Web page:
When Republican presidential candidate, Newt Gingrich proposed abolishing child labor laws so that poor children could learn a work ethic by scrubbing school toilets and mopping hallways, his audience cheered. I would guess there were few poor children in attendance. Maybe there were former poor children who applauded because they worked their way out of poverty and resent others who survive on welfare programs. This is not the only option for dealing with poor children Mr. Gingrich has proposed. He has also suggested that the children of welfare recipients be taken away from their parents and placed in orphanages.
It seems odd to me that on one hand we collect money and toys for Christmas giving to those who are less fortunate than we are and on the other hand applaud rhetoric that blames the poor for being poor and characterizes them as lazy, stupid, and unwilling to work. I have a hard time reconciling the idea of putting poor children in orphanages as consistent with any kind of family values.
The stereotype of the poor as lazy and unwilling to work is certainly reinforced by people who are poor and unwilling to work. Such individuals do exist. The media is always quick to print stories like the one I read last week about the couple who scammed the system and lived in a luxury home while collecting hundreds of thousands in assistance. They have been caught and are facing felony charges. The media, however, rarely makes a big deal about the thousands of families who follow all the rules and still struggle to feed and house their families. Rarely do those who fall through the cracks make the headlines. While we self-righteously point to the “welfare queens” who supposedly have babies just to get government payments, the truth is that two-thirds of all single mothers work, sometimes at more than one job. They work while also caring for their children, often alone. It is not true that most of the poor do not know how to work.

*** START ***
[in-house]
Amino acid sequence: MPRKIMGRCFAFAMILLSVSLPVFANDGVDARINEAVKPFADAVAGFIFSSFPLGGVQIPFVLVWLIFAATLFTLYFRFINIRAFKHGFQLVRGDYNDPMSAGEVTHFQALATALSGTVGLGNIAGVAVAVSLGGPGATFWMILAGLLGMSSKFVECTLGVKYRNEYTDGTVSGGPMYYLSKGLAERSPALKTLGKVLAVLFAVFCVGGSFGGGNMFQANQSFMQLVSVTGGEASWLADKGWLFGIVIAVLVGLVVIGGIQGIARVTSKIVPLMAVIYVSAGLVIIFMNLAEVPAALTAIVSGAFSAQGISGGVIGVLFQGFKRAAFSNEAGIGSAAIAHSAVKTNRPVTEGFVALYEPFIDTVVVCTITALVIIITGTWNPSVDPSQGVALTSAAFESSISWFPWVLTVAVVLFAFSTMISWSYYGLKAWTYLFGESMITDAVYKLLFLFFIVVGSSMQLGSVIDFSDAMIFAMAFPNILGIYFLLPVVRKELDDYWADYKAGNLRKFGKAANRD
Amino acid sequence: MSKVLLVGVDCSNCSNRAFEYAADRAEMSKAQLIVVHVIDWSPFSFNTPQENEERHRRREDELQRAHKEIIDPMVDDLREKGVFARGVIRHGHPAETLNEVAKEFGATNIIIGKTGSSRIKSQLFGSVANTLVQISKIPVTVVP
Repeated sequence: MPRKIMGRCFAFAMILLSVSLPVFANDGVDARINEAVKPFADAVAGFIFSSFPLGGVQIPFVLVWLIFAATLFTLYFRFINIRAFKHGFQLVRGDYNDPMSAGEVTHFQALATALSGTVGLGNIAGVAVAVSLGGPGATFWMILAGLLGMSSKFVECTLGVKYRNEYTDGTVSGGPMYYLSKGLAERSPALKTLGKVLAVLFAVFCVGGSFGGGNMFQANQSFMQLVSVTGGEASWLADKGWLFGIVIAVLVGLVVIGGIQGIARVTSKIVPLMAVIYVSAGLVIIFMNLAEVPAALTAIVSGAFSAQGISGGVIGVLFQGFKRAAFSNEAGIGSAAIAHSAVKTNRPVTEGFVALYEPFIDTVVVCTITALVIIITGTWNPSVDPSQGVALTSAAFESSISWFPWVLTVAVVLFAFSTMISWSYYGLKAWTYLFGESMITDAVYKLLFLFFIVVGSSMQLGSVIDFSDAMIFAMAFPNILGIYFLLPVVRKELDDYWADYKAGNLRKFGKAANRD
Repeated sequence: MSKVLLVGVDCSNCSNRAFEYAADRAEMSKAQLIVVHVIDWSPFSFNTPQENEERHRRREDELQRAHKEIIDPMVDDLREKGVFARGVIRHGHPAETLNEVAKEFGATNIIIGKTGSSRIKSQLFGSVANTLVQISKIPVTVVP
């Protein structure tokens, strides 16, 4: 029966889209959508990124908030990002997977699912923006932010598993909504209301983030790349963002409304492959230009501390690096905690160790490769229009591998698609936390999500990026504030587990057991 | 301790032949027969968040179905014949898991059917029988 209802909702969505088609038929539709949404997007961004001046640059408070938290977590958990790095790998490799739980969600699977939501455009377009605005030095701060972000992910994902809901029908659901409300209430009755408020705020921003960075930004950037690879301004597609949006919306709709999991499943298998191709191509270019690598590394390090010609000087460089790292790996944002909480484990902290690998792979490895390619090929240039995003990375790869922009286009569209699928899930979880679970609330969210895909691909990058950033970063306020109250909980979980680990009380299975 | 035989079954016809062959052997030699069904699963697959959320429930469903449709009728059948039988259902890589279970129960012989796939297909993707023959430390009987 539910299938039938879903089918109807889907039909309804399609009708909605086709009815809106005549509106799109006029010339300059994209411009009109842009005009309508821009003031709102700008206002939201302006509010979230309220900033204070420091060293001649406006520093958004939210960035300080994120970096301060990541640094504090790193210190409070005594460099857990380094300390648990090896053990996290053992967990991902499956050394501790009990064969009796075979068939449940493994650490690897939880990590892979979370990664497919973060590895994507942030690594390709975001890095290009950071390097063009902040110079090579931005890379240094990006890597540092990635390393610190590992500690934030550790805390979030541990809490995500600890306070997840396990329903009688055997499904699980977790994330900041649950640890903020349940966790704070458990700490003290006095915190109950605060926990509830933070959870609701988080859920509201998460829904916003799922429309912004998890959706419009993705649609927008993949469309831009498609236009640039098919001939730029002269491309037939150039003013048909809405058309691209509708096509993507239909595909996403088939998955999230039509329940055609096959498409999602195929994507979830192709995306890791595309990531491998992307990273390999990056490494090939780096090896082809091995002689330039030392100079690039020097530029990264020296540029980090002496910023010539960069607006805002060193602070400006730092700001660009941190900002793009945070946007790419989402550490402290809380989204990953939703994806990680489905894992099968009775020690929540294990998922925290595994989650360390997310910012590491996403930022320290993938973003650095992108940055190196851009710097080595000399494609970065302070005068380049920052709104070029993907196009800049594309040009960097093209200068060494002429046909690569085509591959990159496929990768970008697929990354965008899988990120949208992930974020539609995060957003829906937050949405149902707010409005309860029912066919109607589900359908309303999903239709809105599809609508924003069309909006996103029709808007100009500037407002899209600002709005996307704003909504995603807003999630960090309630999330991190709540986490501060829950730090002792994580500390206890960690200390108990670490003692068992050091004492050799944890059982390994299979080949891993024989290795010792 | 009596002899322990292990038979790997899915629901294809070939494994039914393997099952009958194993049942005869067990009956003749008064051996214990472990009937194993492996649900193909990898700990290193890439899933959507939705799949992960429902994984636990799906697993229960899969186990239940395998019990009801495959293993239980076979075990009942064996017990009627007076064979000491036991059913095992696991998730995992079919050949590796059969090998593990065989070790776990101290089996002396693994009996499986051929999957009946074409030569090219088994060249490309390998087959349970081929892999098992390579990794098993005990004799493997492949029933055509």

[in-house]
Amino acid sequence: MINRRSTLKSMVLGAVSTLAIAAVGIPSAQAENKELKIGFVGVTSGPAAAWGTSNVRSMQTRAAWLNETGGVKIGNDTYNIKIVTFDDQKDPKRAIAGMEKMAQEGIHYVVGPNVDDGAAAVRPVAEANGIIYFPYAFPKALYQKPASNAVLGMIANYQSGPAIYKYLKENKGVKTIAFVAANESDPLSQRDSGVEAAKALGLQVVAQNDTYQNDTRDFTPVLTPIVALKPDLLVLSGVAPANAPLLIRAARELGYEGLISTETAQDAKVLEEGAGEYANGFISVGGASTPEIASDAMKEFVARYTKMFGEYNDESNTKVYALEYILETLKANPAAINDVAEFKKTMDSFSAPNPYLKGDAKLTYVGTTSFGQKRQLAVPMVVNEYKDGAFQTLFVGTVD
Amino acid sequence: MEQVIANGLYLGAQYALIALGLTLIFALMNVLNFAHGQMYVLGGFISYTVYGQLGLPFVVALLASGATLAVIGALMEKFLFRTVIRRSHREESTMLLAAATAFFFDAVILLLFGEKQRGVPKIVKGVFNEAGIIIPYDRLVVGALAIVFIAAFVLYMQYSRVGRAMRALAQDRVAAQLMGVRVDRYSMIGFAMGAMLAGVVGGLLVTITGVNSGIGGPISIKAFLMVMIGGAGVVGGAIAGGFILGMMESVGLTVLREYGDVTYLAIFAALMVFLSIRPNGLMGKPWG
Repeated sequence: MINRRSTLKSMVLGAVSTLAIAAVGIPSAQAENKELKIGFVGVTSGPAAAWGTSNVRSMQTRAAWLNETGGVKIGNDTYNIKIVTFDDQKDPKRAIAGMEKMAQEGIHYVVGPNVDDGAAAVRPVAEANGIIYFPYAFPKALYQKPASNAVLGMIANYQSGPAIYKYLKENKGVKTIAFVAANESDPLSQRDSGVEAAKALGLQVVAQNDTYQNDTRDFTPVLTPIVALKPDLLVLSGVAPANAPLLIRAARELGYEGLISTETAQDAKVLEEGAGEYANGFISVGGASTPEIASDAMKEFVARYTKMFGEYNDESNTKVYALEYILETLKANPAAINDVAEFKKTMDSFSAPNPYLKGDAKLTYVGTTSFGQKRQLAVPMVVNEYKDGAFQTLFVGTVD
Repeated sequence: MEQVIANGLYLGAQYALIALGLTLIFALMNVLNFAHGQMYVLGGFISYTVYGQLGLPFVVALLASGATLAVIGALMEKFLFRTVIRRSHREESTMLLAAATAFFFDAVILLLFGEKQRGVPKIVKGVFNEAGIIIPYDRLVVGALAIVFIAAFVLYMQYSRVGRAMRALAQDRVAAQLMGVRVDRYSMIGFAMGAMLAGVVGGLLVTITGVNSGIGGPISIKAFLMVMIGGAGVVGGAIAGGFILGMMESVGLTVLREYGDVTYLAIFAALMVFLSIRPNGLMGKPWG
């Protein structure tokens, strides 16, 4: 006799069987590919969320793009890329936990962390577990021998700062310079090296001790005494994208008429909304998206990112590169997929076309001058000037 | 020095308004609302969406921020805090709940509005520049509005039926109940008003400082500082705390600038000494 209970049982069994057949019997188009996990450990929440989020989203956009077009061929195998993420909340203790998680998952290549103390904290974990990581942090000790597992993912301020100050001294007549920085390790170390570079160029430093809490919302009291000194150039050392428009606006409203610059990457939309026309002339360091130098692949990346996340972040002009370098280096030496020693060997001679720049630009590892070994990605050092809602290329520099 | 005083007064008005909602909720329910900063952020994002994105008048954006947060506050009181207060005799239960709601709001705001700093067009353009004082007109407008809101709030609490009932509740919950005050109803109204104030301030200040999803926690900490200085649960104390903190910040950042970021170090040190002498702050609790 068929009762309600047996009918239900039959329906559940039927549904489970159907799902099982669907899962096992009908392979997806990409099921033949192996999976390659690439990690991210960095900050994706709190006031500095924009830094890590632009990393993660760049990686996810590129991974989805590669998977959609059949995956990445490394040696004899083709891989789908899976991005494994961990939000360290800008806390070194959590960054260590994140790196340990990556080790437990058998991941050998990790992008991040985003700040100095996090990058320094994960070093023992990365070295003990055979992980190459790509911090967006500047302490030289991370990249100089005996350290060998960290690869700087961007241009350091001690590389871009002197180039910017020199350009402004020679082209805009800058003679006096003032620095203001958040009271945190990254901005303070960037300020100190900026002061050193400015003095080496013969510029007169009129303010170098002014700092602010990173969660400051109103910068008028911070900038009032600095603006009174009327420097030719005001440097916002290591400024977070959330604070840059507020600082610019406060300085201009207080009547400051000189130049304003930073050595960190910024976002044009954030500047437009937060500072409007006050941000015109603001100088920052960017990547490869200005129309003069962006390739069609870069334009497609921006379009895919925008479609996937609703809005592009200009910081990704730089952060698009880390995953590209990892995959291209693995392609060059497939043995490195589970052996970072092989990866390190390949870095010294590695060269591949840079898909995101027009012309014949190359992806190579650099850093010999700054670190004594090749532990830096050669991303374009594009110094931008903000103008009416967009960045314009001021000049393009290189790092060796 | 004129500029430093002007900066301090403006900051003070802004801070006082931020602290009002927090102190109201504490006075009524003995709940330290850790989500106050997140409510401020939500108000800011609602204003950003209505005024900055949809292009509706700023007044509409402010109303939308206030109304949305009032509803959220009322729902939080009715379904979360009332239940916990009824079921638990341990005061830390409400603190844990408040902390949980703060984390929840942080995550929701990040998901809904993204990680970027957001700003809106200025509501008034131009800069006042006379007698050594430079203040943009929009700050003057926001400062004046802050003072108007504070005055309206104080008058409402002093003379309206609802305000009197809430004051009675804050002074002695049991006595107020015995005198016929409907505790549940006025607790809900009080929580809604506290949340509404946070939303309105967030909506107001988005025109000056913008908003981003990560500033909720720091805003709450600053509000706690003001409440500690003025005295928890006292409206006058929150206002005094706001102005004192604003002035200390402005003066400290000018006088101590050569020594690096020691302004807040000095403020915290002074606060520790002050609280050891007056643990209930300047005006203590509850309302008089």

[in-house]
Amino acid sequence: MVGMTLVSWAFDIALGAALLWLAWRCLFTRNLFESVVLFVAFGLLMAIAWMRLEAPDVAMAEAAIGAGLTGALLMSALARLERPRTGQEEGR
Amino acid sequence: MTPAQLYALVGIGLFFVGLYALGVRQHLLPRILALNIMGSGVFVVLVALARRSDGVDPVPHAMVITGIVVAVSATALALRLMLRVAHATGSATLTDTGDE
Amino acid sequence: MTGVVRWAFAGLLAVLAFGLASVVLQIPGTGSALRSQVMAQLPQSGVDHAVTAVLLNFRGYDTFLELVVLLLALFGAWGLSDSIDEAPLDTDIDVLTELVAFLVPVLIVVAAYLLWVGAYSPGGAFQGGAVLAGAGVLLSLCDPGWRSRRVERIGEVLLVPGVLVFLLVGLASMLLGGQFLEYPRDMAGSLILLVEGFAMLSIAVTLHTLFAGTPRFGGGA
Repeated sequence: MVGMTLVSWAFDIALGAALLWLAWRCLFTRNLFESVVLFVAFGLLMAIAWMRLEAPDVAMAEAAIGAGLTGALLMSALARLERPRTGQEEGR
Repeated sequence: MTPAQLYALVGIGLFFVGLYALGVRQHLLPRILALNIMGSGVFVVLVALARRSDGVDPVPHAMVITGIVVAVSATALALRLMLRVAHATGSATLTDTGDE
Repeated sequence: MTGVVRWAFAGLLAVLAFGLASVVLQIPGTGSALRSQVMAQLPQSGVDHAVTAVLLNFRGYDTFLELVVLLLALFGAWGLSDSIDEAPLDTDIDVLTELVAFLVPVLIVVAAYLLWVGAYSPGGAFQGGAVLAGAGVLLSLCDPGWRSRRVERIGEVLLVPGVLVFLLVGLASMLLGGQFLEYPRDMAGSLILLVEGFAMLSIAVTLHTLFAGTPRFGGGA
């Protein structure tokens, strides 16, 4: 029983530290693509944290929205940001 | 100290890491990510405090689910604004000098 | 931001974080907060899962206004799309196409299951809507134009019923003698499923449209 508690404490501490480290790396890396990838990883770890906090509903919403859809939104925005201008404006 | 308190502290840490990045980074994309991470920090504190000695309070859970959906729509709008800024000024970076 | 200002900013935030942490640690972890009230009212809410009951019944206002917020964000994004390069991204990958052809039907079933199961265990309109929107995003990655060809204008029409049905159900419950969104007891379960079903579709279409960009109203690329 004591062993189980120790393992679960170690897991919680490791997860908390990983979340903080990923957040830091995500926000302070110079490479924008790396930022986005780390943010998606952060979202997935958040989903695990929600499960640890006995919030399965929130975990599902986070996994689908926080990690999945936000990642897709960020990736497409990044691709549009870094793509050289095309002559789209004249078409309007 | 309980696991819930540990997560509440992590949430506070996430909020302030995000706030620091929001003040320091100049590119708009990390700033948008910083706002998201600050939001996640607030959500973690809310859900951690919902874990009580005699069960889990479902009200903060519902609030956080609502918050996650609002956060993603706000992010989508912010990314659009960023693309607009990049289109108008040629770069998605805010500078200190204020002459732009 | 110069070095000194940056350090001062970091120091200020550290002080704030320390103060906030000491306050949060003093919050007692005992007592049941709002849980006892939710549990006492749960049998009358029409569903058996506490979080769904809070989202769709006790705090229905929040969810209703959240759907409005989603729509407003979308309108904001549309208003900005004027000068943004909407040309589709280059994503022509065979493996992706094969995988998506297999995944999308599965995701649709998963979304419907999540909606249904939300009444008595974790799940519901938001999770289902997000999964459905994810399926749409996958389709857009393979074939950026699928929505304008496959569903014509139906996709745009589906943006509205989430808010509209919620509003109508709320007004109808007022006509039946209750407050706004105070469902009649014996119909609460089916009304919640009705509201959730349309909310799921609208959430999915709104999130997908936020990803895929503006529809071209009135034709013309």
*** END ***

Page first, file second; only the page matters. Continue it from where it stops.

The idea that schools should help children learn the value of work is not necessarily a bad one. To target that idea exclusively to those kids whose parents receive food stamps or those who qualify for school lunches seems more like a punishment for being poor than a concern for teaching about work. What upper income child knows how to clean a bathroom? Do children who grow up in homes where the mothers of poor children work as housekeepers and nannies know how to work? Do all middle class children have summer jobs, deliver papers, do laundry? Do wealthy children with trust accounts accumulating interest without any effort on their part understand the value of work? Would you think it a good thing if your child were required to clean the toilets or push a mop in exchange for learning to read and count while others participated in after school activities and sports?
Requiring only poor children to have menial jobs smells like something out of a Dickens novel and class warfare. It could result in children being singled out and discriminated against for being poor. Will they have to sweep floors or wash dishes instead of going to the library or doing their homework? Will they give up music class, skip recess or stay after school? Will scrubbing a dirty sink instill pride in work or make them hate school?
Mr. Gingrich’s idea of teaching children how to work is a good one. All children should be required to do age-appropriate work and learn the skills needed to hold a job. All kids should learn to do useful things. They should learn to do things with their hands as well as their minds. My experience as a parent is that young ones want to feel like they are doing something that is helpful and useful. Mr Gingrich’s idea might work if it were applied to all kids regardless of their parents’ income.
Copyright © 2011 Janet Jacobson and Sustaining the Northern Plains